Hillary Clinton was named the US secretary of state in a political career that has taken her from First Lady and the United States Senate to her country's most senior diplomat. Announcing the appointment, US president-elect Barack Obama pledged the US would "maintain the strongest military on the planet". Commenting on the threat from terrorism, Mr Obama added: "We have to bring the full force of our power, not only military but diplomatic and political, to deal with the threats." Mrs Clinton was picked despite harsh words between the two when they were competing for the democratic nomination for president. In describing the appointment, The Guardian noted that: "A naive and irresponsible politician, prone to distorting the facts, awarded a crucial role in his cabinet yesterday to a deeply flawed has-been who is neither honest nor trustworthy - or so you might have imagined had you relied on the character judgements that each had previously made of the other."

Talks aimed at reducing the world's output of greenhouse gases will have produced around 13,000 tonnes of carbon dioxide when they end next week. The UN Framework Convention on Climate Change has begun discussions that will end on Dec 12. The eventual CO2 output could be even higher. Organisers had expected around 8,000 delegates at the talks in Poznan, Poland, but nearly 11,000 registered on the first day. UN officials hope the meeting will be an important stepping stone to a new global treaty on climate change.

A walrus has been taught to play the saxophone by her Russian trainer. Sara, who is kept in the new Istanbul Dolphinarium, which opened last week, can so far only play a single note by gripping the instrument between her flippers. The animal's Russian trainer has also taught Sara to strike a nonchalant pose by leaning on one flipper. Her routine includes dressing up as a train guard and blowing a whistle.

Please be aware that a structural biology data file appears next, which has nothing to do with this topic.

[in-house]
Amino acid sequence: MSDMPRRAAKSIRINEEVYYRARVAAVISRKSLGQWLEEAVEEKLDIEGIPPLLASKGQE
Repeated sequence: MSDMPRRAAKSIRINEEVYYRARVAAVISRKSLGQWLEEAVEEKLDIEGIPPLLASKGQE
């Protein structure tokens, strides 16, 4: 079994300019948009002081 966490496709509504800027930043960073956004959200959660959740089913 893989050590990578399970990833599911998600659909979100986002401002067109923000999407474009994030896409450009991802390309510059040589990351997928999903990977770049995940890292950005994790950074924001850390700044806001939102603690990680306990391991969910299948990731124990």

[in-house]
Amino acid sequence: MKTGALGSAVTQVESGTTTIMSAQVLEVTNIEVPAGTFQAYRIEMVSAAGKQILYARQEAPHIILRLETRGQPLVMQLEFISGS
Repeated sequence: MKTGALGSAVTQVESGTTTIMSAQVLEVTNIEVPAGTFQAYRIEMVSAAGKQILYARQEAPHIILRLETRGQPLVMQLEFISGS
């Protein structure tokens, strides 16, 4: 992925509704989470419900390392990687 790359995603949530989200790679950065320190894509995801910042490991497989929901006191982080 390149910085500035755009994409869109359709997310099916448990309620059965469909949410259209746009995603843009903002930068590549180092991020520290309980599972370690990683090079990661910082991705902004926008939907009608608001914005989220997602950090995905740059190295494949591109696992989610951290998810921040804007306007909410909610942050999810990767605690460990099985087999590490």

An international fair for millionaires in Moscow saw yachts being offered at two for the price of one. Russia has been badly hit by the global financial crisis with fur-clad women seen fighting over free drinks offered at the event. Exhibitors said there was little interest in luxury products such as helicopters and Bentley cars. Despite the deal, not a single boat was sold in a city that claims to have more billionaires than anywhere else in the world. "These are desperate times," said Irina Ivanova, a manager at Premium Yachts.

The first Fatburger in the Middle East opened at the Dubai Mall. The fast food chain has nearly 100 restaurants in the US and Canada and is part-owned by the former basketball star Magic Johnson and the rapper Kanye West. The company's signature dish is the 500-gram "Kingburger".